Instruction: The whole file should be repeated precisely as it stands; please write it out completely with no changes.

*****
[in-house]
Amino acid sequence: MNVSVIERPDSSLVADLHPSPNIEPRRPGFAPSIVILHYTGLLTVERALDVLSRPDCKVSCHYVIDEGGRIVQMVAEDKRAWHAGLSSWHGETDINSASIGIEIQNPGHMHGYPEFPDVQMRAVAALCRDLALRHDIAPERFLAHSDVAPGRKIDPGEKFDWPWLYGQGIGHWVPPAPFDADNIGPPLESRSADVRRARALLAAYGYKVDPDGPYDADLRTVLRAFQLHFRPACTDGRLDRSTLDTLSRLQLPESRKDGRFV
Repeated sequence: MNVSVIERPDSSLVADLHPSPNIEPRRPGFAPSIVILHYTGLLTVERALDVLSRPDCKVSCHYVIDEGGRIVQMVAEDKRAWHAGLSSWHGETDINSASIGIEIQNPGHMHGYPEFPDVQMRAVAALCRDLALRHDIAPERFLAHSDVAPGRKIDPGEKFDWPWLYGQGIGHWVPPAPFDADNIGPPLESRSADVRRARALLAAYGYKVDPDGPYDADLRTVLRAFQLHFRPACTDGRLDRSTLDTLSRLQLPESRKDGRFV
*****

[in-house]
Amino acid sequence: MNVSVIERPDSSLVADLHPSPNIEPRRPGFAPSIVILHYTGLLTVERALDVLSRPDCKVSCHYVIDEGGRIVQMVAEDKRAWHAGLSSWHGETDINSASIGIEIQNPGHMHGYPEFPDVQMRAVAALCRDLALRHDIAPERFLAHSDVAPGRKIDPGEKFDWPWLYGQGIGHWVPPAPFDADNIGPPLESRSADVRRARALLAAYGYKVDPDGPYDADLRTVLRAFQLHFRPACTDGRLDRSTLDTLSRLQLPESRKDGRFV
Repeated sequence: MNVSVIERPDSSLVADLHPSPNIEPRRPGFAPSIVILHYTGLLTVERALDVLSRPDCKVSCHYVIDEGGRIVQMVAEDKRAWHAGLSSWHGETDINSASIGIEIQNPGHMHGYPEFPDVQMRAVAALCRDLALRHDIAPERFLAHSDVAPGRKIDPGEKFDWPWLYGQGIGHWVPPAPFDADNIGPPLESRSADVRRARALLAAYGYKVDPDGPYDADLRTVLRAFQLHFRPACTDGRLDRSTLDTLSRLQLPESRKDGRFV